The Weekly Food Research and Action Center News Digest highlights what's new on hunger, nutrition and poverty issues at FRAC, at the U.S. Department of Agriculture, around the network of national, state and local anti-poverty and anti-hunger organizations, and in the media. The Digest will alert you to trends, reports, news items and resources and, when available, link you directly to them.
On July 31, the Senate confirmed Kevin Concannon for the USDA post of Undersecretary for Food, Nutrition and Consumer Services; he was sworn into office on August 4. As undersecretary, Concannon will oversee two-thirds of USDA’s budget, including SNAP/Food Stamps and school meal programs. Concannon ran the Iowa Department of Human Services from 2003 to 2008.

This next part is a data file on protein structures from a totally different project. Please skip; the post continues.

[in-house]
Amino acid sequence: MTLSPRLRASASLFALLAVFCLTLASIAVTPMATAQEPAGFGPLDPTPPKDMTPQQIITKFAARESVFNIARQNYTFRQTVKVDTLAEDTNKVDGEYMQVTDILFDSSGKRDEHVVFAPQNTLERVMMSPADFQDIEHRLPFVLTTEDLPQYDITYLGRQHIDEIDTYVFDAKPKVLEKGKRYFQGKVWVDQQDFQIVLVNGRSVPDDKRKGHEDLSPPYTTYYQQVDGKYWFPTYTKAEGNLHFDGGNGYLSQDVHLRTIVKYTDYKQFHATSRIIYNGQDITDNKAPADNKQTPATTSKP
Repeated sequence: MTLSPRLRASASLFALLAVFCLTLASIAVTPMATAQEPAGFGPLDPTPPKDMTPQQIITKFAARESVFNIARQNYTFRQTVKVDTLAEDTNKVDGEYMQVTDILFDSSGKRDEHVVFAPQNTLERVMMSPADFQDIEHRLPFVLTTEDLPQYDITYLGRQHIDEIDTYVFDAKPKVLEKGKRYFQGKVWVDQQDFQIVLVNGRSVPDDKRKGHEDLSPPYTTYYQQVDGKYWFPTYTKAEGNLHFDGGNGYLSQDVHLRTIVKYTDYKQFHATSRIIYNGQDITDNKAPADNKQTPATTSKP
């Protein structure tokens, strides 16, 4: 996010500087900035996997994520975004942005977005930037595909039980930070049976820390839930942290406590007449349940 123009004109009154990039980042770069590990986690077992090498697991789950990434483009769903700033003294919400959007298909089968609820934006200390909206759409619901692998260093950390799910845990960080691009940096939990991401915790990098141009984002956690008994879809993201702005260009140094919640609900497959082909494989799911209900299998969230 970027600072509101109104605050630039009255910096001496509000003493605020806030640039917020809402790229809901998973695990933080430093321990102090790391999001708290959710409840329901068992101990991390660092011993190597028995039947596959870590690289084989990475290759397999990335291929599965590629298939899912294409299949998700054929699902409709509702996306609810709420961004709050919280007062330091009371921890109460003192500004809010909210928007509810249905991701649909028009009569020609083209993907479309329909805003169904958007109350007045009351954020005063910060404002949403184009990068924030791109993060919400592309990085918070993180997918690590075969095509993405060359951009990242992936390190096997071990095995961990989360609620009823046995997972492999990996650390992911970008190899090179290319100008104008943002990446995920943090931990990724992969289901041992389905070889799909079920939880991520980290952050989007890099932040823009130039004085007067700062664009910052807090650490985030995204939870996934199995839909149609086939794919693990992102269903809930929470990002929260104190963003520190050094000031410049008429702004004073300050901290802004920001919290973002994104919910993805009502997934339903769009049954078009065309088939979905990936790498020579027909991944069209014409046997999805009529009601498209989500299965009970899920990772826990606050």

Although cities and towns are struggling with tight budgets, they can raise awareness among needy residents about the assistance that federal food programs, such as the SNAP/Food Stamp Program, can provide to families facing reduced incomes, unemployment, and food insecurity. These outreach items can be accomplished at little to no cost, and the federal government has outreach grants that can provide financial support. Some ideas noted in this article include:
“partnering with school districts to send informational materials home with school lunch menus or newsletters;
Federal food programs not only help the people that apply, but they also bring federal dollars into communities. For every $1 in SNAP/Food Stamp dollars spent on groceries, nearly twice that amount in local economic activity is created. SNAP/Food Stamps can provide help to more people, a fact noted by the Food Research and Action Center, which states that only one in three who are eligible for the benefit actually sign up – even though participation rates are currently setting records across the country.
Cities that have taken steps to help connect more people to federal food programs include:
San Francisco – recently launched online SNAP/Food Stamp application capabilities, using a grant from USDA;